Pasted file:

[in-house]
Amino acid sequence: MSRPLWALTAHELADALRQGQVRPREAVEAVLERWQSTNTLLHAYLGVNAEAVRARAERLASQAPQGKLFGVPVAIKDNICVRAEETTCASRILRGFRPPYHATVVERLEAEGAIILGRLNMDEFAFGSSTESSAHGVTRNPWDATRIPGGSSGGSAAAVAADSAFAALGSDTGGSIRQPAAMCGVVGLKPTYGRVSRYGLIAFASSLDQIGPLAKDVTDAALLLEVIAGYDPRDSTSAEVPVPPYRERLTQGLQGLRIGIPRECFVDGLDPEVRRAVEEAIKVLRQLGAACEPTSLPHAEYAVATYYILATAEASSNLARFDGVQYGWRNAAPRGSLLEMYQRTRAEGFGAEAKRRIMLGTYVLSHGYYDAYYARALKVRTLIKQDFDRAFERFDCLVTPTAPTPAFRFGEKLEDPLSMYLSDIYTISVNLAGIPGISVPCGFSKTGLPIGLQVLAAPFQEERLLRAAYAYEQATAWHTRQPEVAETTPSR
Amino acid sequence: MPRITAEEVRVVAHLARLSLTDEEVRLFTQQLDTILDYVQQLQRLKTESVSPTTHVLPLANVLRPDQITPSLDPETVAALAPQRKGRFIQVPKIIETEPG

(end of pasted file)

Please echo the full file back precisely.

[in-house]
Amino acid sequence: MSRPLWALTAHELADALRQGQVRPREAVEAVLERWQSTNTLLHAYLGVNAEAVRARAERLASQAPQGKLFGVPVAIKDNICVRAEETTCASRILRGFRPPYHATVVERLEAEGAIILGRLNMDEFAFGSSTESSAHGVTRNPWDATRIPGGSSGGSAAAVAADSAFAALGSDTGGSIRQPAAMCGVVGLKPTYGRVSRYGLIAFASSLDQIGPLAKDVTDAALLLEVIAGYDPRDSTSAEVPVPPYRERLTQGLQGLRIGIPRECFVDGLDPEVRRAVEEAIKVLRQLGAACEPTSLPHAEYAVATYYILATAEASSNLARFDGVQYGWRNAAPRGSLLEMYQRTRAEGFGAEAKRRIMLGTYVLSHGYYDAYYARALKVRTLIKQDFDRAFERFDCLVTPTAPTPAFRFGEKLEDPLSMYLSDIYTISVNLAGIPGISVPCGFSKTGLPIGLQVLAAPFQEERLLRAAYAYEQATAWHTRQPEVAETTPSR
Amino acid sequence: MPRITAEEVRVVAHLARLSLTDEEVRLFTQQLDTILDYVQQLQRLKTESVSPTTHVLPLANVLRPDQITPSLDPETVAALAPQRKGRFIQVPKIIETEPG